Constructing the pipeline for our Named Entity Recognition pipeline occurs with the HuggingFace Transformers library. This library, which is developed by a company called HuggingFace and democratizes using language models (and training language models) for PyTorch and TensorFlow, provides a so-called pipeline that supports Named Entity Recognition out of the box.

Very easy indeed!

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The model that will be used in this pipeline is the so-called dbmdz/bert-large-cased-finetuned-conll03-english model, which involves a BERTlarge model trained on CoNLL-2003 and more specifically, its English NER dataset.

It can recognize whether (parts of) words belong to either of these classes:

  • O, Outside of a named entity
  • B-MIS, Beginning of a miscellaneous entity right after another miscellaneous entity
  • I-MIS, Miscellaneous entity
  • B-PER, Beginning of a person’s name right after another person’s name
  • I-PER, Person’s name
  • B-ORG, Beginning of an organization right after another organization
  • I-ORG, Organization
  • B-LOC, Beginning of a location right after another location
  • I-LOC, Location

Full model code

Below, you can find the entire code for the NER pipeline. As I said, it’s going to be a very easy pipeline!

  • First of all, we import the pipeline API from the HuggingFace transformers library. If you don’t have it installed: you can do so with pip install transformers. Please make sure that you have TensorFlow or PyTorch on your system, and in the environment where you are running the code.
  • You then initialize the NER pipeline by initializing the pipeline API for a "ner" task.
  • The next action you take is defining a phrase and feeding it through the ner pipeline.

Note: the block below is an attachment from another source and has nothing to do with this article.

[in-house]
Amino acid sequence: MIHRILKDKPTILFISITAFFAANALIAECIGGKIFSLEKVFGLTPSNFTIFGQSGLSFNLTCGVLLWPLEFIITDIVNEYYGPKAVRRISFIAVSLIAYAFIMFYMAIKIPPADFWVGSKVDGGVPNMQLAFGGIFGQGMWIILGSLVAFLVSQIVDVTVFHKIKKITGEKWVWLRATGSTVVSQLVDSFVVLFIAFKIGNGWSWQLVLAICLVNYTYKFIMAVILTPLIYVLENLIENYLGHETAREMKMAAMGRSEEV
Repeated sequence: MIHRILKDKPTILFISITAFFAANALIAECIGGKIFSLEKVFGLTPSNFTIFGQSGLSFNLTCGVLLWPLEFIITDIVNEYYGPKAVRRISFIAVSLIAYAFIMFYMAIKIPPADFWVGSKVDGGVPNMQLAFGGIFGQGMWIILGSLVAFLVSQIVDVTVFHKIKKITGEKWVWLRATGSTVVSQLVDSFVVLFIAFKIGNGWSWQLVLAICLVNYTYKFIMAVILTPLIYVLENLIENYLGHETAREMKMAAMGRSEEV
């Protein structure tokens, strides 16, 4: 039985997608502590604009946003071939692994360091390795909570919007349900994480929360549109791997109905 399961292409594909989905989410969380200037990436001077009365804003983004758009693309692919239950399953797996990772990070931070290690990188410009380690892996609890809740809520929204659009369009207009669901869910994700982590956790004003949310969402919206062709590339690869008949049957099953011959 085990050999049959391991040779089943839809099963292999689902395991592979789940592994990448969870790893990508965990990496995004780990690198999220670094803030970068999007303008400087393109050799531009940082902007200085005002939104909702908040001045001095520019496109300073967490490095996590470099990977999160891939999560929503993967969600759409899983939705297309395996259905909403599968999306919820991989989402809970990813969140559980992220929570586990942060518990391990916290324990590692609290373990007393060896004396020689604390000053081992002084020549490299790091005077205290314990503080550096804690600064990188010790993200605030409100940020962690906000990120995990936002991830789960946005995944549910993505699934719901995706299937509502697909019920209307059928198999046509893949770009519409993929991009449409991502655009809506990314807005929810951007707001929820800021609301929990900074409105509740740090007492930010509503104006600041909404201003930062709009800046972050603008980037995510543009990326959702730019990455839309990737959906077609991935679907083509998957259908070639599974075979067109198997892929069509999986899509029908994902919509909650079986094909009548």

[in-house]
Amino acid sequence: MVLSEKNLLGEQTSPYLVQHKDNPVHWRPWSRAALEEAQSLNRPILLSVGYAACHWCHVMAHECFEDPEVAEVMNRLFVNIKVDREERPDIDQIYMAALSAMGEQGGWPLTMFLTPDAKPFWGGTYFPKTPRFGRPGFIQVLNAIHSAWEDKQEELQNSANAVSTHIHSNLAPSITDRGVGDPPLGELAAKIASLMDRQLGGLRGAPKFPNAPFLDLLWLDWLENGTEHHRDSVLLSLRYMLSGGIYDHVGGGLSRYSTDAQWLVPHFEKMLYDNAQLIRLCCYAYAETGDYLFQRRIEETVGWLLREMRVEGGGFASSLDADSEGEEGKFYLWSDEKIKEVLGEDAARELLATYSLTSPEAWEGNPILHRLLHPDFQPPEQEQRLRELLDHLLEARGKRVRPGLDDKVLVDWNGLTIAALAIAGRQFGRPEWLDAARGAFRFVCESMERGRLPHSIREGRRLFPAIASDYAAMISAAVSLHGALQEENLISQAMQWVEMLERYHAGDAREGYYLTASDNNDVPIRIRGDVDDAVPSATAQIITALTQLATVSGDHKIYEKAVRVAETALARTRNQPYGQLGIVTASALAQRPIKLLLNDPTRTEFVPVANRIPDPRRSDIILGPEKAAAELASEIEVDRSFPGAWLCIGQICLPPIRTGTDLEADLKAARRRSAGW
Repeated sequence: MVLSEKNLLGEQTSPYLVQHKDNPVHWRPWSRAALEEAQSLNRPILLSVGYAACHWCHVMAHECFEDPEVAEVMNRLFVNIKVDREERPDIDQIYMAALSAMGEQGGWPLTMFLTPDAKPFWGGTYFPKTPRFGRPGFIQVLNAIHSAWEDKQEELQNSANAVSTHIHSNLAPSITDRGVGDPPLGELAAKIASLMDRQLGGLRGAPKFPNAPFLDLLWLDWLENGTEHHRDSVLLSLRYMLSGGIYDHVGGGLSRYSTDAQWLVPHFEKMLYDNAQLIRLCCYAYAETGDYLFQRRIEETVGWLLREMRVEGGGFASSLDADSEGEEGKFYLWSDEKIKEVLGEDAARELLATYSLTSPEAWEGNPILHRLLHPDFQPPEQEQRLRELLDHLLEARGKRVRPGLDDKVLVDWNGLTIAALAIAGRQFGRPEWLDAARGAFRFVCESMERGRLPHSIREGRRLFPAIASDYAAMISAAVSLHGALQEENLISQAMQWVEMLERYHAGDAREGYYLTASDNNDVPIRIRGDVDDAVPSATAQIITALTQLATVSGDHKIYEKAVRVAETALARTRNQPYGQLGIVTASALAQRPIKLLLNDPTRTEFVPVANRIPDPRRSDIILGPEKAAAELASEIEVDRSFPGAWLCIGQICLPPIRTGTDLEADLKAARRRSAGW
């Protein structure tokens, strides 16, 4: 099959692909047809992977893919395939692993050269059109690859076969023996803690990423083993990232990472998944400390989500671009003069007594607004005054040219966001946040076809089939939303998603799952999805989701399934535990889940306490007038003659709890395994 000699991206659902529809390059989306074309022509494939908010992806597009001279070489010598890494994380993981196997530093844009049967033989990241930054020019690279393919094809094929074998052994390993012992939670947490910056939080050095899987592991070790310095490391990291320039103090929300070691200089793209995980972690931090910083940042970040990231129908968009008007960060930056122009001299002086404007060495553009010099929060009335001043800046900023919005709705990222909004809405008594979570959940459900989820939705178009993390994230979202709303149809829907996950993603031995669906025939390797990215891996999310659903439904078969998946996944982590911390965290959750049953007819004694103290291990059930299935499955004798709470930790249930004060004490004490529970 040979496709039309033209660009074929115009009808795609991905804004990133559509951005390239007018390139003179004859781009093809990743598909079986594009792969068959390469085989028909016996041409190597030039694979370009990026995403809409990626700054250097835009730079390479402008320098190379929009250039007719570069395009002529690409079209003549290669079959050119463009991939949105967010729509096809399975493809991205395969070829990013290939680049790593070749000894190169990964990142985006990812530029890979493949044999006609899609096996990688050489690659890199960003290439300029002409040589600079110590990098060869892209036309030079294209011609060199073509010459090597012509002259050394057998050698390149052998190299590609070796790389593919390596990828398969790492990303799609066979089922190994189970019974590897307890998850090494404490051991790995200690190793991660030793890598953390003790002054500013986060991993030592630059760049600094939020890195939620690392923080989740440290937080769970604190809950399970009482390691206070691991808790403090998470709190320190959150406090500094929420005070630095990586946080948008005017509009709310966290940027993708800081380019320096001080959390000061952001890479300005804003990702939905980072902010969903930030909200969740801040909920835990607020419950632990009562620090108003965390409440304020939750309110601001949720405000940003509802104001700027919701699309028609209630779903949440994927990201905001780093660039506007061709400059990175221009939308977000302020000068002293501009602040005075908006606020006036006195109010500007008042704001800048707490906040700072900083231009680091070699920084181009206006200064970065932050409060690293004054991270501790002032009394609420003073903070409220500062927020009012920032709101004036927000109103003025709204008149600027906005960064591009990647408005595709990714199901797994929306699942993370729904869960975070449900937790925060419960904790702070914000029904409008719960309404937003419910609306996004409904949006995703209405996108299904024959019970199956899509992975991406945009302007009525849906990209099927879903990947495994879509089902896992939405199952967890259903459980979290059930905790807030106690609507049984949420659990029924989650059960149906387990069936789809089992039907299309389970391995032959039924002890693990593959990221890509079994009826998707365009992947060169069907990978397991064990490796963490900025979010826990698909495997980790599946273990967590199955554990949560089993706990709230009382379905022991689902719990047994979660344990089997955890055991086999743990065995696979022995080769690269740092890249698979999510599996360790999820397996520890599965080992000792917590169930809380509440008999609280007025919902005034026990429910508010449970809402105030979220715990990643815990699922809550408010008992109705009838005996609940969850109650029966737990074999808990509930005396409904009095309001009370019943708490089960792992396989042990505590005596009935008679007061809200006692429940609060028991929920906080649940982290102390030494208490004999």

• That’s it – you then print the outcome on screen.
from transformers import pipeline # Initialize the NER pipeline ner = pipeline("ner") # Phrase phrase = "David helped Peter enter the building, where his house is located." # NER task ner_result = ner(phrase) # Print result print(ner_result)
Code language: Python (python)

Here’s what you will see for the phrase specified above:

[{'word': 'David', 'score': 0.9964208602905273, 'entity': 'I-PER', 'index': 1}, {'word': 'Peter', 'score': 0.9955975413322449, 'entity': 'I-PER', 'index': 3}]
Code language: CSS (css)

The model recognizes David at index 1 and Peter at index 3 as I-PER, a person’s name. Indeed they are!


Recap

In this tutorial, you have seen how you can create a simple but effective pipeline for Named Entity Recognition with Machine Learning and Python. First, we looked at what NER involves, and saw that it can be used for recognizing real-world objects in pieces of text. Subsequently, we looked at Transformers, and how they are used in NLP tasks these days. We saw that Transformers improve upon more classic approaches like recurrent neural networks and LSTMs in the sense that they do no longer process data sequentially, but rather in parallel.

Once the theoretical part was over, we implemented an easy NER pipeline with HuggingFace Transformers. This library democratizes NLP by means of providing a variety of models and model training facilities out of the box. Today, we used a BERTlarge model trained on a specific NER dataset for our NER pipeline. Creating the pipeline was really easy, as we saw in our code example!

I hope that you have learned something when reading the tutorial today! If you did, please feel free to drop a comment in the comments section below 💬 Please do the same if you have any questions, remarks, or comments otherwise.

Thank you for reading MachineCurve today and happy engineering! 😎


References

Wikipedia. (2005, May 18). Named-entity recognition. Wikipedia, the free encyclopedia. Retrieved February 11, 2021, from https://en.wikipedia.org/wiki/Named-entity_recognition

Wikipedia. (2007, October 11). Named entity. Wikipedia, the free encyclopedia. Retrieved February 11, 2021, from https://en.wikipedia.org/wiki/Named_entity

Vaswani, A., Shazeer, N., Parmar, N., Uszkoreit, J., Jones, L., Gomez, A. N., … & Polosukhin, I. (2017). Attention is all you needAdvances in neural information processing systems30, 5998-6008.

UAntwerpen. (n.d.). Language-independent named entity recognition (II)https://www.clips.uantwerpen.be/conll2003/ner/